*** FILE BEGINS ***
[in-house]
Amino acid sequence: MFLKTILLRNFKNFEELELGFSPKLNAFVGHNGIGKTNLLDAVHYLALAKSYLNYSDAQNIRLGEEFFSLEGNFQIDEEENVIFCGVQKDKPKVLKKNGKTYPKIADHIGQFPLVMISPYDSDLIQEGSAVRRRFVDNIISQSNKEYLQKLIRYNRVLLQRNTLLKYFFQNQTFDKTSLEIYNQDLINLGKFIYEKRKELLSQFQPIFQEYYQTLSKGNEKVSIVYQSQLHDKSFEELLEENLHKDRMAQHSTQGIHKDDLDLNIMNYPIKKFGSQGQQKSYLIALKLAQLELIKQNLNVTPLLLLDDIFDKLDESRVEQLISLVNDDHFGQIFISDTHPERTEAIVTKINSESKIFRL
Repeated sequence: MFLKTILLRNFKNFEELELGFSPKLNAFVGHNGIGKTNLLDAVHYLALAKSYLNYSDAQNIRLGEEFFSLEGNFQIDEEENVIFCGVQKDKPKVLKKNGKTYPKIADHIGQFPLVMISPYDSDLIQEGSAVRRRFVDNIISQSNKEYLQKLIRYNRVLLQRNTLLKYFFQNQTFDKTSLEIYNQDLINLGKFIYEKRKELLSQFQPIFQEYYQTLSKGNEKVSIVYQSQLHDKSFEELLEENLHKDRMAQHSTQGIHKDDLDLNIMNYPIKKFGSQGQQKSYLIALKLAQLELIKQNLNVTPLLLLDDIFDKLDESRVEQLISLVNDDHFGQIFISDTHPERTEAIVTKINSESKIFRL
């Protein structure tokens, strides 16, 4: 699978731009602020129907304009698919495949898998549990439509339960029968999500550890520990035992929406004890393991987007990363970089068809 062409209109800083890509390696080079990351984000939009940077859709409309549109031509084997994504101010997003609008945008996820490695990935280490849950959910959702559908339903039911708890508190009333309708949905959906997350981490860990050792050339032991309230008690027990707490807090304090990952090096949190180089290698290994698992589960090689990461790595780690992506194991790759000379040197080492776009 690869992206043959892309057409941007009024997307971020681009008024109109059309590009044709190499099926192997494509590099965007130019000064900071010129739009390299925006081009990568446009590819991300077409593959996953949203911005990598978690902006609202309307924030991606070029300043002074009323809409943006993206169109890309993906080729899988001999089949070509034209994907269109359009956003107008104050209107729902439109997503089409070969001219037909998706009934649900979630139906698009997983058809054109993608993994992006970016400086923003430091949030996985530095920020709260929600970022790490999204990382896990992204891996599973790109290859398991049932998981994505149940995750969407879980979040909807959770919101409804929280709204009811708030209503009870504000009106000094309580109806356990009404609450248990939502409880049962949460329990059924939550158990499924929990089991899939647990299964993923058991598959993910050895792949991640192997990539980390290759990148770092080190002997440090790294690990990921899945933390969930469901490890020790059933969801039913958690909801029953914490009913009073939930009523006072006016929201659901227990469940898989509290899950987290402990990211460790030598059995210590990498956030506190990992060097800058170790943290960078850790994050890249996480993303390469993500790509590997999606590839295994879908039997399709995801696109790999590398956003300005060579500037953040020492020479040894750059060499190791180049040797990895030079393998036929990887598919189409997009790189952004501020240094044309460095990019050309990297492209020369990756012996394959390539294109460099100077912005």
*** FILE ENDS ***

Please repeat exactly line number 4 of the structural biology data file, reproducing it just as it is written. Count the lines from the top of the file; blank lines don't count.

């Protein structure tokens, strides 16, 4: 699978731009602020129907304009698919495949898998549990439509339960029968999500550890520990035992929406004890393991987007990363970089068809 062409209109800083890509390696080079990351984000939009940077859709409309549109031509084997994504101010997003609008945008996820490695990935280490849950959910959702559908339903039911708890508190009333309708949905959906997350981490860990050792050339032991309230008690027990707490807090304090990952090096949190180089290698290994698992589960090689990461790595780690992506194991790759000379040197080492776009 690869992206043959892309057409941007009024997307971020681009008024109109059309590009044709190499099926192997494509590099965007130019000064900071010129739009390299925006081009990568446009590819991300077409593959996953949203911005990598978690902006609202309307924030991606070029300043002074009323809409943006993206169109890309993906080729899988001999089949070509034209994907269109359009956003107008104050209107729902439109997503089409070969001219037909998706009934649900979630139906698009997983058809054109993608993994992006970016400086923003430091949030996985530095920020709260929600970022790490999204990382896990992204891996599973790109290859398991049932998981994505149940995750969407879980979040909807959770919101409804929280709204009811708030209503009870504000009106000094309580109806356990009404609450248990939502409880049962949460329990059924939550158990499924929990089991899939647990299964993923058991598959993910050895792949991640192997990539980390290759990148770092080190002997440090790294690990990921899945933390969930469901490890020790059933969801039913958690909801029953914490009913009073939930009523006072006016929201659901227990469940898989509290899950987290402990990211460790030598059995210590990498956030506190990992060097800058170790943290960078850790994050890249996480993303390469993500790509590997999606590839295994879908039997399709995801696109790999590398956003300005060579500037953040020492020479040894750059060499190791180049040797990895030079393998036929990887598919189409997009790189952004501020240094044309460095990019050309990297492209020369990756012996394959390539294109460099100077912005």